Today's rapid innovation cycles have companies searching for technology solutions that can help decision-makers get a handle on their product development pipelines. The competition is intense, and resources are limited, so executives need tools that can help them direct precious resources to product development efforts with the most potential for market success.
This need has led to the development of a class of solutions known as project portfolio management (PPM) or enterprise project portfolio management (EPPM). The key capabilities in such solutions generally include pipeline management for keeping track of the status of projects; resource management such as monitoring and deployment of funds, people, and inventory; change control for assuring that the organization always has one "version of the truth" for any project; financial management for tying the project portfolio into the organization's financial control systems; and risk management for continuous evaluation of project uncertainties.
PPM consultant Lee Merkhofer wrote in a paper on PPM tools that, at its best, this class of solutions applies, to any kind of project portfolio, the same methods that have proven successful in the field of financial investing. "New projects are formally evaluated, prioritized, and selected; existing projects may be accelerated, slowed, or terminated; and resources are allocated and reallocated based on maximizing the value created by the project portfolio," he wrote.
Merkhofer's paper includes a list of more than 100 PPM tools and some direction on how to choose the right tool for an organization's needs. He cautioned that many project management applications claim PPM functionality, and he excluded them in his list unless they provide "some support for project selection, prioritization, or portfolio optimization."
Given the complexity of product development in the automotive industry, car manufacturers are unsurprisingly making extensive use of PPM solutions. For example, one large European company employs the PPM platform developed by Planisware, a French company with U.S. headquarters in San Francisco, for global planning across its engineering. High-level portfolio management allows each business unit to synchronize its respective schedule with the company's centralized master milestones for its vehicle lines. The system has about 8,000 users, including 1,000 project managers.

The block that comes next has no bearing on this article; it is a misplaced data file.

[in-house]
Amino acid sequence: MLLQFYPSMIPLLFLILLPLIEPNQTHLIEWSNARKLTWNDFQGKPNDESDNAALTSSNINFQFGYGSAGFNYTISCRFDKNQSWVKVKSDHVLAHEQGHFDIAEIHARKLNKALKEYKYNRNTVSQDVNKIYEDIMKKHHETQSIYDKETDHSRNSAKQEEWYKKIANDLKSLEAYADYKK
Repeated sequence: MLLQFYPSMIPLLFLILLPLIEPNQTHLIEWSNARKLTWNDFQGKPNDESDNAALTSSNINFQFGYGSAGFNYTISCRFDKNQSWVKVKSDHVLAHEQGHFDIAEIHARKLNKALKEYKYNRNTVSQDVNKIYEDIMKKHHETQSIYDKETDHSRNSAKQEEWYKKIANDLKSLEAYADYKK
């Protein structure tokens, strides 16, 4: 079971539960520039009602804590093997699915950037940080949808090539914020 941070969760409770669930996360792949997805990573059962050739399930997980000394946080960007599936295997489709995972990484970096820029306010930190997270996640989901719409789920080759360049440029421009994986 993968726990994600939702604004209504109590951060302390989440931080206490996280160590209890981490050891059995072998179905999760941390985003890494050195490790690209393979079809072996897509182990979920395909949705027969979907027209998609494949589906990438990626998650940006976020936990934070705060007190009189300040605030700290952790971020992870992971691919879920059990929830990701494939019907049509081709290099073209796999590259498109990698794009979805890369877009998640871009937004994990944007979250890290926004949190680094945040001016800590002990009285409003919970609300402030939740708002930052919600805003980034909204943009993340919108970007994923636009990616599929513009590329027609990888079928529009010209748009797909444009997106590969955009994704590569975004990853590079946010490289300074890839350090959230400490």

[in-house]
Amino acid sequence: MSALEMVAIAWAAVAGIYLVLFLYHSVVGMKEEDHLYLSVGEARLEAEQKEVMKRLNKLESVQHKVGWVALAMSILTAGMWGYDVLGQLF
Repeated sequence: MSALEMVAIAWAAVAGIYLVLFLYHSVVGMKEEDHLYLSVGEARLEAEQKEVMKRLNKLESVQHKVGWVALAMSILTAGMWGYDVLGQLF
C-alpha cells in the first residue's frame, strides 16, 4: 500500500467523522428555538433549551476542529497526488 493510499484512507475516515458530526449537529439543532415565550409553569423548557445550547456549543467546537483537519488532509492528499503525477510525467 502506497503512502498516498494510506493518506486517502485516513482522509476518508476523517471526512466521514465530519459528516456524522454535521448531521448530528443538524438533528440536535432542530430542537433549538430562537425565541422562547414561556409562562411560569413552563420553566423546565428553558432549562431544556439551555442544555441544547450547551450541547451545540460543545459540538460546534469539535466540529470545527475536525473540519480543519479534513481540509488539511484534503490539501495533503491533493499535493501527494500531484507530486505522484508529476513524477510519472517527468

In an inteview with ThomasNet News, Antoine Villata, COO of Planisware USA, said a PPM solution allows an organization to "manage from the ideation stage all the way to launch and sometimes past launch" more efficiently, by "keeping track of all the levels of complexity."
The value of PPM solutions goes beyond product development and can be applied to various industries and verticals. Research firm IDC, based in Framingham, Mass., identifies several key areas where PPM solutions are gaining adoption, including:
- IT project portfolio management
- Professional services, such as consulting and system integration
- New product development in a range of industries
- Capital project management for engineering, construction and development
IDC predicts a steady 7.8 percent yearly growth rate in global demand for PPM solutions over the next few years from $3.9 billion in 2013 to a respectable $5.7 billion in 2018.
IDC sees the need for effective prioritization of projects as a key PPM driver, because of today's "brittle financial environments." Resources are limited, forcing organizations to prioritize and optimize development on the most feasible and profitable products. "Global 2000 organizations continue to struggle with the complexity of project, program, and product delivery while seeking to manage economic and political volatility as operational and business needs change and swirl dynamically," said IDC program director Melinda Ballou.
The increasing complexity and speed of innovation and product development can have a profound effect on company profitability, according to research from Randoph, N.J.-based publisher Consumer Goods Technology. A survey of consumer goods firms by the company found that only 50 percent of new products meet profit objectives, 42 percent of companies can't tell whether their portfolios are aligned with strategic targets, and resources are stretched too thin because of too many projects at 59 percent of firms.
Traditionally, project managers and project management offices (PMOs) scattered across companies have relied on their own methods and software tools to manage projects according to their business units or geographical offices. Such tools might have included spreadsheets, PM software such as Microsoft Project, homegrown solutions, and even manual systems of files and forms.
The adoption of EPPM systems does not necessarily do away with these individual systems, which might be essential to get the work done on the ground, but they do take a more top-down, enterprise-wide approach to unify efforts. According to Margo Visitacion, an analyst at Cambridge, Mass.-based research firm Forrester, teams can continue to work with their own tools that provide specific support for what they need locally, but the sharing and communication of data allows them to manage cadence, dependencies, and performance. Portfolio management tools provide the context to the work, with communication hubs that ensure execution and strategy remain aligned.
Planisware's Villata stressed the increasing speed of innovation today as an important driver for PPM adoption. Taking a cue from IT development, manufacturers of physical products "are moving toward a more agile type of development" characterized by rapid iterations of new product versions. This makes it more urgent for an organization to keep everyone on the same page, at every level and every location. "The objective is to reduce the cycle time," he said, "to launch the product as quickly as you can."